Sen. Sherrod Brown says he lacks votes on 'too big to fail' banking amendment

Sen. Sherrod BrownSherrod BrownThe Hill's 12:30 Report America isn't afraid of the NRA, and Congress shouldn't be, either Dodd-Frank backers heap praise on GE Capital decision MORE (D-Ohio) said he lacks the votes right now to advance his amendment limiting the size of banks.

Brown held out hope that the measure, which he's offered along with Sen. Ted Kaufman (D-Del.), could win enough support to pass as the Senate debate moves forward.

"I don't think we do yet," Brown told Bloomberg's "Political Capital" when asked if he has the votes. "I think a week ago we weren't even close. I think this weekend we're closer."

The Senate will take up a variety of amendments starting this week on amendments to Democrats' Wall Street reform bill. The amendment that's been offered by Brown and Kaufman would place hard caps on the size of banks and the extent to which they can use leverage.

Other senators have been more reluctant to sign onto such language. Sen. Mark WarnerMark WarnerOvernight Cybersecurity: Calls grow for encryption panel Homeland Security Committee pushes encryption commission in new report The Hill's 12:30 Report MORE (D-Va.), for instance, said this weekend on C-SPAN that he believes the size of firms isn't what matters, but rather, how well-regulated they are.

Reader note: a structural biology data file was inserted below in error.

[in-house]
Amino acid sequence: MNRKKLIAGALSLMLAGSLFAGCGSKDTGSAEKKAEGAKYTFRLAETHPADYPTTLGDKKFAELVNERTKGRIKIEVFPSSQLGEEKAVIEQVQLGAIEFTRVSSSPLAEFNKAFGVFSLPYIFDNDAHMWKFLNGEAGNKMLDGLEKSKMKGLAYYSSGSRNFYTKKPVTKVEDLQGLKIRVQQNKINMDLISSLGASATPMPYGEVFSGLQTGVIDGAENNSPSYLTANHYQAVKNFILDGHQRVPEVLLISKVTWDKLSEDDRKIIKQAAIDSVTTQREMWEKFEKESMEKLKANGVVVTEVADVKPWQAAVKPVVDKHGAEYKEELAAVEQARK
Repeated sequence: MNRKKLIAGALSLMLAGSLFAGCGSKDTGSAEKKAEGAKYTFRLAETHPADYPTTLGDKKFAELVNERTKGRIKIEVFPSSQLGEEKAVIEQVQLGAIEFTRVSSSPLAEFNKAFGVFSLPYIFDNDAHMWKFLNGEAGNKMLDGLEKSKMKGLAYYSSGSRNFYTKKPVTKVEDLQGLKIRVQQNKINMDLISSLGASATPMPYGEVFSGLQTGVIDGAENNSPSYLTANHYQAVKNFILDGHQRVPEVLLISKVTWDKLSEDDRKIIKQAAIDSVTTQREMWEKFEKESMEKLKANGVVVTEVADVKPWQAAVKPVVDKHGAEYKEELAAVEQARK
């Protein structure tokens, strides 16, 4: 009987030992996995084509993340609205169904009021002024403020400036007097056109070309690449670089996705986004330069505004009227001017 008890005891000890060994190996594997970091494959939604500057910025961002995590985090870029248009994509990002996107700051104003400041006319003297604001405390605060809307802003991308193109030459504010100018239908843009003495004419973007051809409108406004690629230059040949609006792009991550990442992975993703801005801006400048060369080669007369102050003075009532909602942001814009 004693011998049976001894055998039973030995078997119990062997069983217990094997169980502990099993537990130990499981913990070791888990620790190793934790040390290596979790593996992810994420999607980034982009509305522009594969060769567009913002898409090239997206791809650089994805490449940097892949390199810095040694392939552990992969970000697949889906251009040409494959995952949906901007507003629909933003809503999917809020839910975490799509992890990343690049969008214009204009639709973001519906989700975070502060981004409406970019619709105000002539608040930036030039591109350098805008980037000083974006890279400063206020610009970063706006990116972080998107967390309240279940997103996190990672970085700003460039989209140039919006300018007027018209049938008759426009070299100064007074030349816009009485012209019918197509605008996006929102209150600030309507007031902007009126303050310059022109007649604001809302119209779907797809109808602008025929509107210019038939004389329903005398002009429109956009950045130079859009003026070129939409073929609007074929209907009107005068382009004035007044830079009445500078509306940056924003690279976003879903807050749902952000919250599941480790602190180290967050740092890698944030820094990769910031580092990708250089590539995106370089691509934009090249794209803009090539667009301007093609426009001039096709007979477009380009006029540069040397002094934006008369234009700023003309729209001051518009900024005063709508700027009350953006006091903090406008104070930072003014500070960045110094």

Brown and Kaufman's effort is aimed at quelling concerns over firms that are "too big to fail," or holding so many assets and complex contracts that their failure would have a cascading effect throughout the financial industry.

Still, Brown held out hope that more aggressive messaging would help win his colleagues over when it comes to backing their amendment.

"I think that by next week, as people have watched the Goldman hearings, as people hear these statistics -- like 63 percent of GDP, their combined assets -- as people hear the debate on this, I think senators in both parties increasingly are going to join Sen. Kaufman and me on moving forward with this," he said.

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